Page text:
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Influence From Helical Strakes on Vortex Induced Vibrations and Static Deflection of Drilling Risers

[+] Author Affiliations
Carl M. Larsen

Norwegian University of Science and Technology, Trondheim, Norway

Gro Sagli Baarholm, Halvor Lie

Marintek, Trondheim, Norway

Paper No. OMAE2005-67192, pp. 477-483; 7 pages
  • ASME 2005 24th International Conference on Offshore Mechanics and Arctic Engineering
  • 24th International Conference on Offshore Mechanics and Arctic Engineering: Volume 1, Parts A and B
  • Halkidiki, Greece, June 12–17, 2005
  • Conference Sponsors: Ocean, Offshore and Arctic Engineering Division
  • ISBN: 0-7918-4195-2 | eISBN: 0-7918-3759-9
  • Copyright © 2005 by ASME


Helical strakes are known to reduce and even eliminate the oscillation amplitude of vortex induced vibrations (VIV). This reduction will increase fatigue life, and also reduce drag magnification from cross-flow vibrations. But sections with strakes will also have a larger drag coefficient than the bare riser. Hence, the extension of a section with strakes along a riser should be large enough to reduce oscillations, but not too long in order to limit drag forces from current and waves. The optimum length and position for a given riser will therefore vary with current profile. Dynamic response from waves should also be taken into account. The purpose of the present paper is to illustrate the influence from strakes on VIV, as well as on static and dynamic response for a drilling riser. Hydrodynamic coefficients for a cylinder with helical strakes are found from experiments and applied in an empirical model for the analysis of VIV. The result from the VIV analysis is used for a second calculation of drag forces that are applied in an updated static analysis. Dynamic stresses from regular waves are also presented, but VIV are not considered for these cases. A simple study of length and position of the section with strakes is carried out for some standard current profiles. Results are presented in terms of oscillation amplitudes, fatigue damage, bending stresses and riser angles at ends. The study is based on test data for one particular strake geometry, but the analysis method as such is general, and the computer programs used in the study can easily apply other test data.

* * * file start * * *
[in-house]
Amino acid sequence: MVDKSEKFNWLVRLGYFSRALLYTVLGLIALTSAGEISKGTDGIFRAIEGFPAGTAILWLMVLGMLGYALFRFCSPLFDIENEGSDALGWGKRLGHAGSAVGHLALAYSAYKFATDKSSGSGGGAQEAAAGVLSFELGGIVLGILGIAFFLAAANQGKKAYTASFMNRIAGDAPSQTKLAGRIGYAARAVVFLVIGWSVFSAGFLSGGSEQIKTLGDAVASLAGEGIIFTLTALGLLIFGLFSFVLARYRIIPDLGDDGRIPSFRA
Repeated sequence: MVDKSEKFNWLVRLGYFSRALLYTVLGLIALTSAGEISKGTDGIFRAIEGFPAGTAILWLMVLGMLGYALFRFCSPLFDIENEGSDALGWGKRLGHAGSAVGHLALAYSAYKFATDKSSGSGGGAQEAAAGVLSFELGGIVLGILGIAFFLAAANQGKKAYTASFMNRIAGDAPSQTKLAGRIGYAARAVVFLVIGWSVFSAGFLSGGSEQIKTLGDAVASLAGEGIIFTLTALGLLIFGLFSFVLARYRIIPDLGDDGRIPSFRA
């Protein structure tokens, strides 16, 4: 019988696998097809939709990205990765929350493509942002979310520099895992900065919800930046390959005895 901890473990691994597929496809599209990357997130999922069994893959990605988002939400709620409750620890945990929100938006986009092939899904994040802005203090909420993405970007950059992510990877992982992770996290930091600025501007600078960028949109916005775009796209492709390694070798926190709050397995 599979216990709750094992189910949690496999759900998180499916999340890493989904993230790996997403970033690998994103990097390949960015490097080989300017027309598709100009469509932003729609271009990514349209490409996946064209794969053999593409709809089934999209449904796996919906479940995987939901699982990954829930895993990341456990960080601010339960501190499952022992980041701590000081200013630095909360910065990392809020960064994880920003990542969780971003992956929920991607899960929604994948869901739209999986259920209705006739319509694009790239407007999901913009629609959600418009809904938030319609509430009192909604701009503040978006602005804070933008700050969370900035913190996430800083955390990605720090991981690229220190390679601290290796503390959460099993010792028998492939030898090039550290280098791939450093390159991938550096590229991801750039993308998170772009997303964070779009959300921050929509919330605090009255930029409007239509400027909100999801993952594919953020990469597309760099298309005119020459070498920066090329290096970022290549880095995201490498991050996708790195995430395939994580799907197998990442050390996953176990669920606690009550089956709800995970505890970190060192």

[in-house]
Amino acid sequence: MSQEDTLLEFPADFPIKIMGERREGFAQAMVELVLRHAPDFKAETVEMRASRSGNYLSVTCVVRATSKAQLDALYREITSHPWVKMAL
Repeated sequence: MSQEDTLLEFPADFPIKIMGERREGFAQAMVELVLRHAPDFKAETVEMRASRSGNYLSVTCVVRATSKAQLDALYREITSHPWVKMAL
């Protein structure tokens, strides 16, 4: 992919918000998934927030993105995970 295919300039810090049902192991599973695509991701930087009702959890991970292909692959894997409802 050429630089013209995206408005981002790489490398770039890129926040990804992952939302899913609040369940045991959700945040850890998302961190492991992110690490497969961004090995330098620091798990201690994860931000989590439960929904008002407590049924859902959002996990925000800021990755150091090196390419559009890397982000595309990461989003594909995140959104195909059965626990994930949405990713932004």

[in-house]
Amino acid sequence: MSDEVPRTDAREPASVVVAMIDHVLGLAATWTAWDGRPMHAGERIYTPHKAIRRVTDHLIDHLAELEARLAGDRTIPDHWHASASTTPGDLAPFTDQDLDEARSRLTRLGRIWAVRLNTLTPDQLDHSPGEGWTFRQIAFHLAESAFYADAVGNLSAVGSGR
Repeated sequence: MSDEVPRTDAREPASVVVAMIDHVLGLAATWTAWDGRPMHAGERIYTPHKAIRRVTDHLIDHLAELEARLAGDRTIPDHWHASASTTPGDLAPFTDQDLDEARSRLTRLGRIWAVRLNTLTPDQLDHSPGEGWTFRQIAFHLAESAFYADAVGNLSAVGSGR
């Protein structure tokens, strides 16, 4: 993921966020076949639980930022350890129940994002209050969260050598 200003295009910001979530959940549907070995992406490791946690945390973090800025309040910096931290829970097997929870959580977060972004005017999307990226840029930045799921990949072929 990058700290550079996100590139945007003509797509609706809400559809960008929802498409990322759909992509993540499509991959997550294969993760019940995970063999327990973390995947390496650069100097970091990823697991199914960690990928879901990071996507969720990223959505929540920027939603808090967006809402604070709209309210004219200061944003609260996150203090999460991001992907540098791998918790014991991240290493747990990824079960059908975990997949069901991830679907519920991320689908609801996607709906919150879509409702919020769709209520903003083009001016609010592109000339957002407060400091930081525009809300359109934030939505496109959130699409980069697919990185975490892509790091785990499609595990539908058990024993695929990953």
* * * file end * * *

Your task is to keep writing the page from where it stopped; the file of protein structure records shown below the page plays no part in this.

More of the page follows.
Copyright © 2005 by ASME



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